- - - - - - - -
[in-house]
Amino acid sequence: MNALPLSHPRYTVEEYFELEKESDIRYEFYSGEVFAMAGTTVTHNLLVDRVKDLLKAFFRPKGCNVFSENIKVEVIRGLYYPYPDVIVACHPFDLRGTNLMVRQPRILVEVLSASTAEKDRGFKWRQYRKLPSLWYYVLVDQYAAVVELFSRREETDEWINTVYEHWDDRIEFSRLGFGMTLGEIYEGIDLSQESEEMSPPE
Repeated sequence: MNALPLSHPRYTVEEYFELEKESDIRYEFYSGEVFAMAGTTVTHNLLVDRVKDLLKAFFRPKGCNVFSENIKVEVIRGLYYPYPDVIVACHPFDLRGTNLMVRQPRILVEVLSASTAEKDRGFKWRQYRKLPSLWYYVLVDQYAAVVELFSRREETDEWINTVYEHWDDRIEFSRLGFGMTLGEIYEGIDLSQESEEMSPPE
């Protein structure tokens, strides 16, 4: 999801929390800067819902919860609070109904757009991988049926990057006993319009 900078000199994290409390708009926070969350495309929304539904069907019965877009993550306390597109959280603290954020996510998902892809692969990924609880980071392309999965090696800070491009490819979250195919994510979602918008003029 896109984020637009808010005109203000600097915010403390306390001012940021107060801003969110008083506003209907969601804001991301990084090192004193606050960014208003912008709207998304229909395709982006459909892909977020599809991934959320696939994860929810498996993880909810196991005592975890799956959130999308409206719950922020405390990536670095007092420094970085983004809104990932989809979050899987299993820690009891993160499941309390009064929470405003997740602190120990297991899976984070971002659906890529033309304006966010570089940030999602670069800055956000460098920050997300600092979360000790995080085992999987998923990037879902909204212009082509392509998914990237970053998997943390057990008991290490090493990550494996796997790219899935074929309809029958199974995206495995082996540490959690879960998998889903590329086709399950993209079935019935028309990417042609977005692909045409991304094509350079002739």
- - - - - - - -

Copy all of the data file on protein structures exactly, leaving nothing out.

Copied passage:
[in-house]
Amino acid sequence: MNALPLSHPRYTVEEYFELEKESDIRYEFYSGEVFAMAGTTVTHNLLVDRVKDLLKAFFRPKGCNVFSENIKVEVIRGLYYPYPDVIVACHPFDLRGTNLMVRQPRILVEVLSASTAEKDRGFKWRQYRKLPSLWYYVLVDQYAAVVELFSRREETDEWINTVYEHWDDRIEFSRLGFGMTLGEIYEGIDLSQESEEMSPPE
Repeated sequence: MNALPLSHPRYTVEEYFELEKESDIRYEFYSGEVFAMAGTTVTHNLLVDRVKDLLKAFFRPKGCNVFSENIKVEVIRGLYYPYPDVIVACHPFDLRGTNLMVRQPRILVEVLSASTAEKDRGFKWRQYRKLPSLWYYVLVDQYAAVVELFSRREETDEWINTVYEHWDDRIEFSRLGFGMTLGEIYEGIDLSQESEEMSPPE
């Protein structure tokens, strides 16, 4: 999801929390800067819902919860609070109904757009991988049926990057006993319009 900078000199994290409390708009926070969350495309929304539904069907019965877009993550306390597109959280603290954020996510998902892809692969990924609880980071392309999965090696800070491009490819979250195919994510979602918008003029 896109984020637009808010005109203000600097915010403390306390001012940021107060801003969110008083506003209907969601804001991301990084090192004193606050960014208003912008709207998304229909395709982006459909892909977020599809991934959320696939994860929810498996993880909810196991005592975890799956959130999308409206719950922020405390990536670095007092420094970085983004809104990932989809979050899987299993820690009891993160499941309390009064929470405003997740602190120990297991899976984070971002659906890529033309304006966010570089940030999602670069800055956000460098920050997300600092979360000790995080085992999987998923990037879902909204212009082509392509998914990237970053998997943390057990008991290490090493990550494996796997790219899935074929309809029958199974995206495995082996540490959690879960998998889903590329086709399950993209079935019935028309990417042609977005692909045409991304094509350079002739």